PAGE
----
With little Windows 2000 or Windows NT 4.0 news this week, today’s subject is Internet Explorer (IE). IE’s numerous page-fault problems occur on all Microsoft platforms, from Win2K and NT 4.0 to Windows Millennium Edition (Windows Me) and Windows 9x. You’ll find some good workarounds here for the browser-based failures that IE 4.0 through IE 5.5 report most frequently as "invalid page fault" messages.
- Eliminating IE 4.x and IE 5.0 Page Faults. In an annoying problem that affects all pre-IE 5.5 versions, a corrupt entry in the History folder can cause IE or Windows Explorer to fail and display an invalid page-fault message. When a system has this problem, you'll see an error message after you type a URL in the IE Address bar or enter a command using Run from the Start menu. In each case, either the browser or Windows Explorer responds with an error message stating that the component "caused an invalid page fault in Kernel32.dll or Shdocvw.dll." The most likely explanation for this behavior is a corrupt URL.
- An IE 5.0-Specific Page-Fault Problem. When you want to add a site to your IE Favorites list, you can manually add the site by clicking Favorites, Add to Favorites, or you can drag the Internet icon from the Address bar to the Favorites menu. If the drag-and-drop operation causes IE to hang in Win9x or to bring up a Dr. Watson access violation in NT 4.0 (forcing a system reboot), you can save the URL by adding the link manually.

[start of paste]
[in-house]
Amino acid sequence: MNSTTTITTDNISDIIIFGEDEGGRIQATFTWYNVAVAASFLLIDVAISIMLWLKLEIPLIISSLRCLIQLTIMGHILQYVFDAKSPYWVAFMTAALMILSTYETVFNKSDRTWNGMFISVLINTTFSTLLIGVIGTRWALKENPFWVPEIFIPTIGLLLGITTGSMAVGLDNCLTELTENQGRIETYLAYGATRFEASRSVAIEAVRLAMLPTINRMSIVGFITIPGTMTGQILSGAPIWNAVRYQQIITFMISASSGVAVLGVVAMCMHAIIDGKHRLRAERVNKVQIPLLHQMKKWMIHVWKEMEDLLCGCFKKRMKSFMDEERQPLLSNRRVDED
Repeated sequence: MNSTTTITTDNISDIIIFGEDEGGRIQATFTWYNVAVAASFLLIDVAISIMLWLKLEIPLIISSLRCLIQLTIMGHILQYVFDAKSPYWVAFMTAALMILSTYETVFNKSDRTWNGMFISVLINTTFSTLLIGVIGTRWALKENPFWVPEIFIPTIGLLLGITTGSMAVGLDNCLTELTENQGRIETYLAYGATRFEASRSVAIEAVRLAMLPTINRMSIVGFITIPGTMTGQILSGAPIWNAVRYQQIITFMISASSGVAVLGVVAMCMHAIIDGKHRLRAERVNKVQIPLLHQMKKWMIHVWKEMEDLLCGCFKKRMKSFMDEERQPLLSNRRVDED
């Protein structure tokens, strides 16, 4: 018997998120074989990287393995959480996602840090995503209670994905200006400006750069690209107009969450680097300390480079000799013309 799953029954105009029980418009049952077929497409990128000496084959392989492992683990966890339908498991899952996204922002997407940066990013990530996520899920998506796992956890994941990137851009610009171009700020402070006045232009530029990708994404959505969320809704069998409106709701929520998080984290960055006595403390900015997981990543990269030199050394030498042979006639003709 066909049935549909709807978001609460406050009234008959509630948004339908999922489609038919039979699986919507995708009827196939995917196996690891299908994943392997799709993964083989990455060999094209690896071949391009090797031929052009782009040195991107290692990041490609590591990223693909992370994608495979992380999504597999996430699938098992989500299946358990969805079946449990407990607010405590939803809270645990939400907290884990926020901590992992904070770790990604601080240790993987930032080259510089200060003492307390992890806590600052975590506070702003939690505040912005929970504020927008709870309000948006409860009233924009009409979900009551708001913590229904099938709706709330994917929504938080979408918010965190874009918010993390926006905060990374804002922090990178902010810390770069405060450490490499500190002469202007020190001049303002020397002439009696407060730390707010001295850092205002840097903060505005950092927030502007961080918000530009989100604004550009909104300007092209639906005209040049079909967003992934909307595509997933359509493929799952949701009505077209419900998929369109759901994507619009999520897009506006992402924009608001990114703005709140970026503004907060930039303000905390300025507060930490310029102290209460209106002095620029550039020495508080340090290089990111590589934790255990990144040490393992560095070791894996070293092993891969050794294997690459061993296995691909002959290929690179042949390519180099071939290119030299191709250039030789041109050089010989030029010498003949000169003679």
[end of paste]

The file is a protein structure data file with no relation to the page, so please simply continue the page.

- IE 5.5 Hangs at Hotmail Site. This bug, which appears in IE 5.5 on Win2K, Windows Me, and Win9x, has some entertainment value. At Microsoft's Hotmail site, IE 5.5 hangs if you attempt to compose a new message before the Web page displays completely. If you see the message "Iexplore has caused an invalid page fault in Mshtmled.dll" or "WAOL caused an invalid page fault in module Mshtmled.dll," you have two options. The fast solution is to use Outlook Express to access your Hotmail account; the slow solution is to wait to compose your message until the whole page loads and the Rich Text Format (RTF) check box changes from gray to white. Microsoft article Q275154 documents this issue.
- Configuring IE to Display HTML Documents in Office Applications. Intranets host large numbers of HTML-based documents created in Word, Excel, Powerpoint, and Access. When you click a link to an Excel spreadsheet or a Word document, IE opens the file in the browser by default. If you prefer to have IE open HTML-based office documents in their native Office applications, you can enable "in-place activation," which directs IE to start the Office application and display the document in the native application within the browser window.
You can configure IE and Windows Explorer to use the AutoComplete feature, which is a great time saver if you regularly access the same files or Web sites. However, if AutoComplete supplies a corrupt URL, the component fails with the page-fault message.